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Interviews with Former US Slaves. Sample: 'The treatment on some of the other plantations was so severe that slaves often ran away, Jennie Kendricks told of one man who was "being" crossed out (lashed) and who ran away but was finally caught. When his master brought him back he was locked in a room until he could be punished. When the master finally came to administer the whipping, Lash had cut his own throat in a last effort to secure his freedom. He was not successful; his life was saved by quick action on the part of his master. Sometime later after rough handling Lash finally killed his master and was burned at the stake for this crime'.Typewritten records prepared by the THE FEDERAL WRITERS' PROJECT 1936-1938. Assembled by the Library of Congress Project. Work Projects Administration for the District of Columbia. Sponsored by the Library of Congress. Originally published WASHINGTON 1941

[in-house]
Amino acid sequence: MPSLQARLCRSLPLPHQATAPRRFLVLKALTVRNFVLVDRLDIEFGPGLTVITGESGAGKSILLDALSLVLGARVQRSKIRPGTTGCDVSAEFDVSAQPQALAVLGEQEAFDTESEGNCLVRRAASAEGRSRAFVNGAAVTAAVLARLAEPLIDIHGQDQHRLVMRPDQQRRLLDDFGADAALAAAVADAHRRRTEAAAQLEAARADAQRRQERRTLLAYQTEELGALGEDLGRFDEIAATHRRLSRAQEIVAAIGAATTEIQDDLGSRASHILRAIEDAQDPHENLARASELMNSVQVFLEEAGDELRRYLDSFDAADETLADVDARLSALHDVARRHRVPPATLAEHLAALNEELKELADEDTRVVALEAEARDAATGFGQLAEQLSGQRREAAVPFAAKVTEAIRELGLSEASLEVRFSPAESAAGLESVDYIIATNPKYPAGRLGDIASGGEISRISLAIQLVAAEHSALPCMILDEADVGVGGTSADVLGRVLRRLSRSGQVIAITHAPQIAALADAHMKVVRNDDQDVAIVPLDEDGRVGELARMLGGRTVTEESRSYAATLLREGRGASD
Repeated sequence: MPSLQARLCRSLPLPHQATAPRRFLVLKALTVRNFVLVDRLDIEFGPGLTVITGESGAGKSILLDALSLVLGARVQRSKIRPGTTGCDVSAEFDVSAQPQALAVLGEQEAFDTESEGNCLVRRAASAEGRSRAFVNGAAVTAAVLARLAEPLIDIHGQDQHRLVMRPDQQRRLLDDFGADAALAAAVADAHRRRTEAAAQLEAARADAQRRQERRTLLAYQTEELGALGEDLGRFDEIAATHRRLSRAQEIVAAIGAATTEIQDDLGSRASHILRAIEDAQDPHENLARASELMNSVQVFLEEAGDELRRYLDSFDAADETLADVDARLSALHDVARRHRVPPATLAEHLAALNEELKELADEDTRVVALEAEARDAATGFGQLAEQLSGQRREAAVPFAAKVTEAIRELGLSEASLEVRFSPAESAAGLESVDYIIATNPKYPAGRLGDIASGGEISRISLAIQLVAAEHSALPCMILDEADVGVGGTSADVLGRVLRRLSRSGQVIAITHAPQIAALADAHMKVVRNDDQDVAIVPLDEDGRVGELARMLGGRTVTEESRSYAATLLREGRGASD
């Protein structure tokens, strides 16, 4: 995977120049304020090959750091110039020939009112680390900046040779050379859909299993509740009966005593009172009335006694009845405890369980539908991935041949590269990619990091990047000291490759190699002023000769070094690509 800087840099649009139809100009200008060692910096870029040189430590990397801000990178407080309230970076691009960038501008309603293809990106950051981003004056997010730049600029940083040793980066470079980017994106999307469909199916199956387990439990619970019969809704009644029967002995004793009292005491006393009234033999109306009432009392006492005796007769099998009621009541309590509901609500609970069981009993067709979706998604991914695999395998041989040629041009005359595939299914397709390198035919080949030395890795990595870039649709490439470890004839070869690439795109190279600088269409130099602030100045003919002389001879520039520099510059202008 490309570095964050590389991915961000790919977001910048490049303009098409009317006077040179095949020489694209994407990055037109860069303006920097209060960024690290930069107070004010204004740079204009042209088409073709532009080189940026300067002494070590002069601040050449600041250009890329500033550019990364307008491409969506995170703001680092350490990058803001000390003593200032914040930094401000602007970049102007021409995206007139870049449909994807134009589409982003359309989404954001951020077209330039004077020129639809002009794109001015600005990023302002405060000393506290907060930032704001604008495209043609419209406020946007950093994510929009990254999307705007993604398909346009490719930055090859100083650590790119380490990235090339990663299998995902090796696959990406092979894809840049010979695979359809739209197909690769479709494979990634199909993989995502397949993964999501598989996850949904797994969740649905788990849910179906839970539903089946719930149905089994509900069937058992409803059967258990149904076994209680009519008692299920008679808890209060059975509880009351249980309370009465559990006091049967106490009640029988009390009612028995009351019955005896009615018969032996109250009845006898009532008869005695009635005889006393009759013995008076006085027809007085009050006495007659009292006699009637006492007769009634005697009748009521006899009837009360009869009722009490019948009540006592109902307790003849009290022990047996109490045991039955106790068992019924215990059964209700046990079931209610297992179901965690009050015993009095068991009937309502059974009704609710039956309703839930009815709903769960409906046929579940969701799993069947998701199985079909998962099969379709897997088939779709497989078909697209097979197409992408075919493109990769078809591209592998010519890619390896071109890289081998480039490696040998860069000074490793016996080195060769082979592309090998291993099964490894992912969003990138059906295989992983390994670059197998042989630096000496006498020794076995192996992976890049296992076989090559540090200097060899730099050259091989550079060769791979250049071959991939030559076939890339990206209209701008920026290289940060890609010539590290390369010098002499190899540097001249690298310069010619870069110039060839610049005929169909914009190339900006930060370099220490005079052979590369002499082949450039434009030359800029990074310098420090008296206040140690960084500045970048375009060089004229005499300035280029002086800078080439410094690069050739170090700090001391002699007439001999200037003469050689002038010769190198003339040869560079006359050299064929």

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Chattel slavery, also called traditional slavery, is so named because people are treated as the chattel (personal property) of an owner and are bought and sold as if they were commodities. It is the least prevalent form of slavery in the world today. An estimated 12 million Africans arrived in the Americas from the 16th to the 19th centuries. Of these, an estimated 645,000 were brought to what is now the United States. The usual estimate is that about 15% of slaves died during the voyage, with mortality rates considerably higher in Africa itself in the process of capturing and transporting indigenous peoples to the ships.
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